The late great Gay Byrne gave his nation of devoted RTÉ Radio One listeners the habit of being serenaded on this day, May 1st. by ‘Queen of the May’ sung by Canon Sydney MacEwan.
It’s an endearing tradition which some of the current RTÉ radio presenters have carried on.
Lilian Smith played it on her always pleasant Rising Time this morning after the amazing broadcast that is the Dawn Chorus.
In fact, Ronan Collins revealed on his May 1st show this time last year that Gay Byrne asked him to keep the May Day tradition alive and he continues to play that version of the song when the spirit lifting date falls on a week-day.
It is, more than any other, the harbinger of summer and flowers and traditions and all that’s good about being alive and looking forward.
Canon MacEwan (1908 – 1991)
Canon MacEwan was born in Glasgow and he also died there.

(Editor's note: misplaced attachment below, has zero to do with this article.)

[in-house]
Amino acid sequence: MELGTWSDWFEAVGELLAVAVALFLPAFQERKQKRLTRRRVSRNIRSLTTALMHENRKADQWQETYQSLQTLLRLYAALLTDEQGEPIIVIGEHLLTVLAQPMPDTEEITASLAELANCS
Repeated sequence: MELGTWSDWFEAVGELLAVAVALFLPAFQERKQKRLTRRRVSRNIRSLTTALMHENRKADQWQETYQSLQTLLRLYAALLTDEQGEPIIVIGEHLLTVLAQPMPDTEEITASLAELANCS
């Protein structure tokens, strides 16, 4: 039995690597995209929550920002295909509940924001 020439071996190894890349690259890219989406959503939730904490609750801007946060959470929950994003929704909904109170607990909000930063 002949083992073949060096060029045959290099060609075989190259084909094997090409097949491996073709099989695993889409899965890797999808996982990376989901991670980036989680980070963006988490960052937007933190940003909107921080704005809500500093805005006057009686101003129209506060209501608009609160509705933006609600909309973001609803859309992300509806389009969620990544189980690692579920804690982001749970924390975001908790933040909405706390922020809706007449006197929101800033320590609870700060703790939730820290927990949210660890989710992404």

The song he made famous is believed to have been composed by a Mary E. Walsh who was a pupil of the Sisters of Notre Dame.
Ireland’s Own Article
According to an article in Ireland’s Own, Sydney Alfred MacEwan, a Scottish tenor was born on the 19th October 1908 in the Springburn area of Glasgow.
His Irish mother was from Portadown, County Armagh and his father was from Partick in Scotland.
Despite their poor circumstances, his mother managed to pay for music lessons for Sydney and his brother. Both sons won scholarships to good schools.
You can click on the image above, listen to the song, smell the flowers, imagine and live.
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